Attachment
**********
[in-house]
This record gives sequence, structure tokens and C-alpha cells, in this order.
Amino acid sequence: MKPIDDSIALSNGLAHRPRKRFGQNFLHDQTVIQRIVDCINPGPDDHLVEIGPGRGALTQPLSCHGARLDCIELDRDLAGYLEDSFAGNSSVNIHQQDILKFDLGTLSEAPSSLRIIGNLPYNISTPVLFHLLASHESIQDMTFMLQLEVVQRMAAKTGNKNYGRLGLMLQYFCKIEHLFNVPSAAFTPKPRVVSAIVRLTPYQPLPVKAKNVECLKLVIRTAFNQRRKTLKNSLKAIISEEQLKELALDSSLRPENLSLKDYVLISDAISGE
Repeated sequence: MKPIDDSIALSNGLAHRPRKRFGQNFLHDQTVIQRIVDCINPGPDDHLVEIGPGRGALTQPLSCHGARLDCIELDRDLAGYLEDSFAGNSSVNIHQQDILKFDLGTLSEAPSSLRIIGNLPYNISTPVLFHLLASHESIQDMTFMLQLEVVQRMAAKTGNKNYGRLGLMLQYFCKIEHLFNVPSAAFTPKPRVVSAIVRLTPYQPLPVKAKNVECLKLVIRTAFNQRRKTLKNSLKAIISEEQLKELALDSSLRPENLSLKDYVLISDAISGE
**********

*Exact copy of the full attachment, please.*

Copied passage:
[in-house]
This record gives sequence, structure tokens and C-alpha cells, in this order.
Amino acid sequence: MKPIDDSIALSNGLAHRPRKRFGQNFLHDQTVIQRIVDCINPGPDDHLVEIGPGRGALTQPLSCHGARLDCIELDRDLAGYLEDSFAGNSSVNIHQQDILKFDLGTLSEAPSSLRIIGNLPYNISTPVLFHLLASHESIQDMTFMLQLEVVQRMAAKTGNKNYGRLGLMLQYFCKIEHLFNVPSAAFTPKPRVVSAIVRLTPYQPLPVKAKNVECLKLVIRTAFNQRRKTLKNSLKAIISEEQLKELALDSSLRPENLSLKDYVLISDAISGE
Repeated sequence: MKPIDDSIALSNGLAHRPRKRFGQNFLHDQTVIQRIVDCINPGPDDHLVEIGPGRGALTQPLSCHGARLDCIELDRDLAGYLEDSFAGNSSVNIHQQDILKFDLGTLSEAPSSLRIIGNLPYNISTPVLFHLLASHESIQDMTFMLQLEVVQRMAAKTGNKNYGRLGLMLQYFCKIEHLFNVPSAAFTPKPRVVSAIVRLTPYQPLPVKAKNVECLKLVIRTAFNQRRKTLKNSLKAIISEEQLKELALDSSLRPENLSLKDYVLISDAISGE